If you're renting a portable stage for any type of music or drama production, one of the things to think about is what type of stage ramp you want. While you may specify that you want a couple sets of stairs installed on each side of the stage, ramps are highly valuable. Not only will they allow people with mobility challenges to ascend to the stage, but they'll also provide an easy way to get heavy equipment from the ground to the stage during the setup phase of your event. Here are three types of stage ramps that your portable stage provider likely has available.
The simplest style of stage ramp is a straight one. As its name suggests, this is a ramp that goes straight from the ground to the stage. The primary value of this type of ramp is the speed at which people can travel up and down it. For example, if you have a lot of equipment to set up on the stage and a relatively short amount of time to get the job done, a straight ramp allows people to transport gear up to the stage directly and quickly. Straight ramps are available in different styles, but you'll commonly find that they have railings along each side.
Another type of ramp that will be available to consider for your portable stage is a 90-degree ramp. Its design essentially consists of a pair of straight sections that meet midway up the ramp at a 90-degree angle. You may find that the look of this stage offers some visual appeal, especially if you decide to rent a pair of these ramps and have them positioned on each side of the front of the stage. The slope of a 90-degree ramp is less than a straight ramp, which can make getting up this ramp easier for the elderly or people with mobility challenges.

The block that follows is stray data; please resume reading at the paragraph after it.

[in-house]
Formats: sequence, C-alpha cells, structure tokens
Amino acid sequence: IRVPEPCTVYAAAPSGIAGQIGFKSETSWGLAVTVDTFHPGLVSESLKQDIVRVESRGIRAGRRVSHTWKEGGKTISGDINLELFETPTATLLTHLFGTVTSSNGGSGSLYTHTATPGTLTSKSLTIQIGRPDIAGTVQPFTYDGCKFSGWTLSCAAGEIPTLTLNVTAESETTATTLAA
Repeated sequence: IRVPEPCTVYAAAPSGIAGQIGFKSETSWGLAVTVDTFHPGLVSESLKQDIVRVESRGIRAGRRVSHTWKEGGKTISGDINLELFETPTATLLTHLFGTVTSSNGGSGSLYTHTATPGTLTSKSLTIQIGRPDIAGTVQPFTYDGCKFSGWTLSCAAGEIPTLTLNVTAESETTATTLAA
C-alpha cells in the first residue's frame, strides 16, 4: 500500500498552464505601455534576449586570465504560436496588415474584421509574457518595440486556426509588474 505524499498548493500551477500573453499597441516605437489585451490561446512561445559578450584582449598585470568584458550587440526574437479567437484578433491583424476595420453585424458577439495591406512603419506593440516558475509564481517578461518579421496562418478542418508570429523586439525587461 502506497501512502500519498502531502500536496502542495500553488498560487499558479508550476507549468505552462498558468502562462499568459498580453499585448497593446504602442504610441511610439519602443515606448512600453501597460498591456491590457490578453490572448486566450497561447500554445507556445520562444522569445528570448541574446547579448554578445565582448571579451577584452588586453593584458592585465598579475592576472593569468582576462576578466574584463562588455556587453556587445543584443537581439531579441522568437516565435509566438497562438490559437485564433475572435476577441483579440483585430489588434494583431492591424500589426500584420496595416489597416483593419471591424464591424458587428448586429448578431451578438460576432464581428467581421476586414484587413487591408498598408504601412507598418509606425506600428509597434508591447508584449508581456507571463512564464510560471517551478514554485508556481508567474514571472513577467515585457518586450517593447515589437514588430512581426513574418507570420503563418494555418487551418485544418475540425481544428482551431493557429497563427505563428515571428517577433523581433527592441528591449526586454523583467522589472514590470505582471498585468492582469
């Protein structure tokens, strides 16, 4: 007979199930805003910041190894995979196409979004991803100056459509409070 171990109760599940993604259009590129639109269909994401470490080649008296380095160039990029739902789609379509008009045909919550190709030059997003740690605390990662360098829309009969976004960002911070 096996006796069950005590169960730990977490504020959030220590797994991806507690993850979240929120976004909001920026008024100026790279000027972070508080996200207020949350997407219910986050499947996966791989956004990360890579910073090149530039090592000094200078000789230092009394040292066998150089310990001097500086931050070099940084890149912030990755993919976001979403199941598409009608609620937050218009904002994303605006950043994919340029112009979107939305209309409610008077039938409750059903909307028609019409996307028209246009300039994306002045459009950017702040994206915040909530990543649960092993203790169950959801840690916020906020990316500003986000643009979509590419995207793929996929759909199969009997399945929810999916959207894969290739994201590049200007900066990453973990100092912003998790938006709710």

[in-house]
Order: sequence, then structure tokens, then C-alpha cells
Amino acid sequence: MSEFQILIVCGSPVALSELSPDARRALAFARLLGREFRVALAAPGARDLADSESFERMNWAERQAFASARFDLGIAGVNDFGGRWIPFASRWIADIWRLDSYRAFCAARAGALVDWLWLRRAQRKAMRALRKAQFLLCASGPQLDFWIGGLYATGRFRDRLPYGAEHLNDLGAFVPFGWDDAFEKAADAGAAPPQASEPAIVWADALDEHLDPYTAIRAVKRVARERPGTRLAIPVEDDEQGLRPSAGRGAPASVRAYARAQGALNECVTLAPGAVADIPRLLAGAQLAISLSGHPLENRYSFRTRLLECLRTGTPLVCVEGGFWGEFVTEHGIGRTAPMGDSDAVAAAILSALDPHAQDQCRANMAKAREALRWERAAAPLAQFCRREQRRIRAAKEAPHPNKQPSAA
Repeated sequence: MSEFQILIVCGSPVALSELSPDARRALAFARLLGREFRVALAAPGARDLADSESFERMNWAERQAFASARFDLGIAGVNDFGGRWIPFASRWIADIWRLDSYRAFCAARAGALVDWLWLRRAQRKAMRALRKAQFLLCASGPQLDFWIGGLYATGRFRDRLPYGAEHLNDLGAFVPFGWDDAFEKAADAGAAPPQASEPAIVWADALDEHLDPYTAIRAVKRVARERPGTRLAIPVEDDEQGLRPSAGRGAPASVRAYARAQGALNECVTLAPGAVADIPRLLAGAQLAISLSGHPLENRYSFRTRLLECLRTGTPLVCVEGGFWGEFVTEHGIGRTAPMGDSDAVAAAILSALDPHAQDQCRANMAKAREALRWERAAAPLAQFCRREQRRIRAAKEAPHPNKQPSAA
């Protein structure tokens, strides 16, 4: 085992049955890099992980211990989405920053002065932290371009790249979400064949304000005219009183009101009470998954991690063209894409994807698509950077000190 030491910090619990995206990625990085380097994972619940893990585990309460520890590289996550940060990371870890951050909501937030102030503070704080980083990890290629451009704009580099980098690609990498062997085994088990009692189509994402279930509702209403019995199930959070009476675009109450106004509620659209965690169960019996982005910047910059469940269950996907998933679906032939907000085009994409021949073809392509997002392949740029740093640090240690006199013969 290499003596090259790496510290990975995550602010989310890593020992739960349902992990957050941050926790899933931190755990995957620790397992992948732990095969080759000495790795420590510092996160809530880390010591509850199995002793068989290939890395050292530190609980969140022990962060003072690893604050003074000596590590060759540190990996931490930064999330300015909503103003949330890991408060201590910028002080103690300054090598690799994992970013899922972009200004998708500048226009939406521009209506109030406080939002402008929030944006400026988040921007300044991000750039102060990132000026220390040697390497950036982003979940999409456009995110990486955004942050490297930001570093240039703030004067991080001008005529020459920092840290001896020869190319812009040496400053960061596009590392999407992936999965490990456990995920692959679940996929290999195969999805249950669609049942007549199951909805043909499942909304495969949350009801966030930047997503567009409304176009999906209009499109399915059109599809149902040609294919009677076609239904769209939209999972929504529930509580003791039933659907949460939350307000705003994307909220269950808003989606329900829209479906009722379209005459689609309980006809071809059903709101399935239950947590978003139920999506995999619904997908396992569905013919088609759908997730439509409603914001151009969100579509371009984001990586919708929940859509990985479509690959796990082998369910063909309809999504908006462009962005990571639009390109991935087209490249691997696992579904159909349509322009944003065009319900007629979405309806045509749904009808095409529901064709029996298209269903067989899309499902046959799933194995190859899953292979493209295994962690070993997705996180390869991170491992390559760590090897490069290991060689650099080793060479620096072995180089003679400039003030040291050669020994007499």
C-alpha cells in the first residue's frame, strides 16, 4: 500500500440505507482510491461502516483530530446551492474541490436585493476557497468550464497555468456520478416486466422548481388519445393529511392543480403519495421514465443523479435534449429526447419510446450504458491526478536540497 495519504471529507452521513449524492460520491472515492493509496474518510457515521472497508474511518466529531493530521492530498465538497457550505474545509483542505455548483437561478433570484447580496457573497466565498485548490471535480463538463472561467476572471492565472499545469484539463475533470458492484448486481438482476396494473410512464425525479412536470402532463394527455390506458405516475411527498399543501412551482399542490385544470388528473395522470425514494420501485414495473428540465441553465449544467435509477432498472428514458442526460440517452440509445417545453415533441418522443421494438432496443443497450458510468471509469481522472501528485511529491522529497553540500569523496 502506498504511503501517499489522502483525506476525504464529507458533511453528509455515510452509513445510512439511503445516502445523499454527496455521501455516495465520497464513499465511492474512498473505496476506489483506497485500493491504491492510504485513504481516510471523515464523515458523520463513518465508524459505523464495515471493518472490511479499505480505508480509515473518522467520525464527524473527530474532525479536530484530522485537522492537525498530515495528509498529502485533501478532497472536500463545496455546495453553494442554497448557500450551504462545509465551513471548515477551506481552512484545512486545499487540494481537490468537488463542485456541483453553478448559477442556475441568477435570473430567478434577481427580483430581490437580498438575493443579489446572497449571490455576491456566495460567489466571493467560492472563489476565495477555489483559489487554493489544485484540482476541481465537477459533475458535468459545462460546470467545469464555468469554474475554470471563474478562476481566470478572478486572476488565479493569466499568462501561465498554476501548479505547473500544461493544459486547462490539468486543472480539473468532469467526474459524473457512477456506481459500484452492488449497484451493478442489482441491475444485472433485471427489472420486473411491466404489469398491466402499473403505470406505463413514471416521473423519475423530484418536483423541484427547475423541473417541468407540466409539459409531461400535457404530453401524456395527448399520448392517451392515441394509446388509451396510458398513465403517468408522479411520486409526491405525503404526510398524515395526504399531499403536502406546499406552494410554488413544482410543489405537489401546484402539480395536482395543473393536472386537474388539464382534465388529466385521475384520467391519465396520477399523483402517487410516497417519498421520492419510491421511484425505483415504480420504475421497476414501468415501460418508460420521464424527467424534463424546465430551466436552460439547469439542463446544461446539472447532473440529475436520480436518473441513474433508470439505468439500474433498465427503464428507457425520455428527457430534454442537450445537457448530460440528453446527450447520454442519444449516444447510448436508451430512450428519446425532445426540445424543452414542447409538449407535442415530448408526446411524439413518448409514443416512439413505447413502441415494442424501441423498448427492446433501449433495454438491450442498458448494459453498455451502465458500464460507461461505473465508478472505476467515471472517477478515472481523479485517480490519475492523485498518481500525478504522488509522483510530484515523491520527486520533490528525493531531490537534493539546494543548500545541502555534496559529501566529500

A switchback ramp consists of multiple sloped sections, often with small, horizontal landings between them. There are many different sizes of switchback ramps to consider. Some of these ramps can have multiple sections, which will increase the length of time that it takes to get up or down the ramp. While this might seem like a drawback, it may be useful based on the type of event that you're having. For example, if you're having a drama production on the stage, a switchback ramp can allow characters to approach the stage slowly — perhaps mimicking driving toward the scene from a considerable distance and winding their way up the ramp like a road.